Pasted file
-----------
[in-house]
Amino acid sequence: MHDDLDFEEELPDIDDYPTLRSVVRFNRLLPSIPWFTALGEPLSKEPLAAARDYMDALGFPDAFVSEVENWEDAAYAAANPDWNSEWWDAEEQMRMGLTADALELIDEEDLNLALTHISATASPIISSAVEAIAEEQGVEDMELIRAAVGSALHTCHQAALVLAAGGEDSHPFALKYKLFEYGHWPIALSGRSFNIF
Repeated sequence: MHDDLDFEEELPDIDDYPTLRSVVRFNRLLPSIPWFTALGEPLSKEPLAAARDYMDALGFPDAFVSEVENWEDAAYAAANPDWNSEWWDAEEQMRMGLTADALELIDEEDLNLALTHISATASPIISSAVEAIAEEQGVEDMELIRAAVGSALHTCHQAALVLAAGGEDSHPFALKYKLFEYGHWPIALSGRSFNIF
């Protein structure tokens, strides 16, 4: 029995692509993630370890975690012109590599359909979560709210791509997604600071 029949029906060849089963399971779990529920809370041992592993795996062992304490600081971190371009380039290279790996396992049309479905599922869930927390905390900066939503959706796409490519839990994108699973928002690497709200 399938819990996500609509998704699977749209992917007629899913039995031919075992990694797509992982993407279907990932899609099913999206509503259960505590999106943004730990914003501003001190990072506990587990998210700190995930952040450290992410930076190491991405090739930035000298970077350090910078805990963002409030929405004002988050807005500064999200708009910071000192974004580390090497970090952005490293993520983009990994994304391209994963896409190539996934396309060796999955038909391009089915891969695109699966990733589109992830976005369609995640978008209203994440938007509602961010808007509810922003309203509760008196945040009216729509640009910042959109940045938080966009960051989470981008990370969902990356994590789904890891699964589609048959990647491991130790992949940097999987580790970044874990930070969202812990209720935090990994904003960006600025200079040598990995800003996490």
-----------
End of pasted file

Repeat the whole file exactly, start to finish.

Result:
[in-house]
Amino acid sequence: MHDDLDFEEELPDIDDYPTLRSVVRFNRLLPSIPWFTALGEPLSKEPLAAARDYMDALGFPDAFVSEVENWEDAAYAAANPDWNSEWWDAEEQMRMGLTADALELIDEEDLNLALTHISATASPIISSAVEAIAEEQGVEDMELIRAAVGSALHTCHQAALVLAAGGEDSHPFALKYKLFEYGHWPIALSGRSFNIF
Repeated sequence: MHDDLDFEEELPDIDDYPTLRSVVRFNRLLPSIPWFTALGEPLSKEPLAAARDYMDALGFPDAFVSEVENWEDAAYAAANPDWNSEWWDAEEQMRMGLTADALELIDEEDLNLALTHISATASPIISSAVEAIAEEQGVEDMELIRAAVGSALHTCHQAALVLAAGGEDSHPFALKYKLFEYGHWPIALSGRSFNIF
């Protein structure tokens, strides 16, 4: 029995692509993630370890975690012109590599359909979560709210791509997604600071 029949029906060849089963399971779990529920809370041992592993795996062992304490600081971190371009380039290279790996396992049309479905599922869930927390905390900066939503959706796409490519839990994108699973928002690497709200 399938819990996500609509998704699977749209992917007629899913039995031919075992990694797509992982993407279907990932899609099913999206509503259960505590999106943004730990914003501003001190990072506990587990998210700190995930952040450290992410930076190491991405090739930035000298970077350090910078805990963002409030929405004002988050807005500064999200708009910071000192974004580390090497970090952005490293993520983009990994994304391209994963896409190539996934396309060796999955038909391009089915891969695109699966990733589109992830976005369609995640978008209203994440938007509602961010808007509810922003309203509760008196945040009216729509640009910042959109940045938080966009960051989470981008990370969902990356994590789904890891699964589609048959990647491991130790992949940097999987580790970044874990930070969202812990209720935090990994904003960006600025200079040598990995800003996490």